CBNNews.com - WASHINGTON - Congress is wrapping up legislation that will lend a helping hand to struggling homeowners. The bill comes as home prices plummet and foreclosures continue to rise.
The Troubled Housing Market
A Harvard study out this week says the housing situation could be "the worst in a generation."
Home prices across the country fell more than 16.35 percent over this time last year - the worst decline in two decades. And some economists think the worst may not be over yet.
"A lot of the factors that pushed housing prices to drop and have kept them falling are very much still in place," said David Blitzer of the Case-Shiller Index.
With unsold homes at record highs - by some estimates 8,000 new foreclosures a day - Congress is working feverishly to pass new a housing bill.
The legislation would "allow us to begin to put a tourniquet on the hemorrhaging on foreclosures in this country," Sen. Chris Dodd CT said.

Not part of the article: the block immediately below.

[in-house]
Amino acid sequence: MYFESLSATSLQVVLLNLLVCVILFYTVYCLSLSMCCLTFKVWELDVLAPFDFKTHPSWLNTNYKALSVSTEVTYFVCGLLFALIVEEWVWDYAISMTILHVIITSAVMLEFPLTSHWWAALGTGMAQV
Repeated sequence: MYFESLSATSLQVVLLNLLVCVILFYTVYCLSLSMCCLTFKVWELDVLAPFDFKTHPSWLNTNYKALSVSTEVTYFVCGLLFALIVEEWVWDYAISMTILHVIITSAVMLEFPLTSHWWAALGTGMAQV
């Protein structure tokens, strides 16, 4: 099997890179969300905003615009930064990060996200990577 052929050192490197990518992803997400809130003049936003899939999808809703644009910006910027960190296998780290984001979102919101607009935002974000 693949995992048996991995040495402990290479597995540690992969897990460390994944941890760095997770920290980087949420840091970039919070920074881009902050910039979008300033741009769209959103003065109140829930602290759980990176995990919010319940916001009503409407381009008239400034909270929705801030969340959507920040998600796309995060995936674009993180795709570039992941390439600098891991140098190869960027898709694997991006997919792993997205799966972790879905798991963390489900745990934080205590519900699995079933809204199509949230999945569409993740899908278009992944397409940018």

"We need to demonstrate to people in this country that have lost an awful lot of faith in almost everything, but certainly in , that we can get something done, that we can put aside differences and make a difference in their lives," Dodd said.
As it stands now, the hallmark is a refinancing program worth hundreds of billions of dollars that would help homeowners stave off foreclosure.
The bill would also overhaul mortgage financing and require lenders to follower stricter disclosure rules.
And it would give first time home-buyers an 8,000 tax credit for buying empty foreclosed homes.
Both Parties on Board
The bill has bipartisan support and already passed in the House.
But skeptics charge that it unfairly rewards irresponsible borrowers and lenders, and foots the bill on the backs of taxpayers.
"They expect the federal government to turn their backs on responsible lenders and borrowers and renters waiting - waiting - to become first-time homeowners, and support those groups that have pushed our housing market into decline with bad loans and bad investments," said Sen. Mike Enzi, R-Wyo.
"This bill is a federal government bailout," he said.
Still, with Americans losing so much money in home values, lawmakers on both sides of the aisle are eager to act.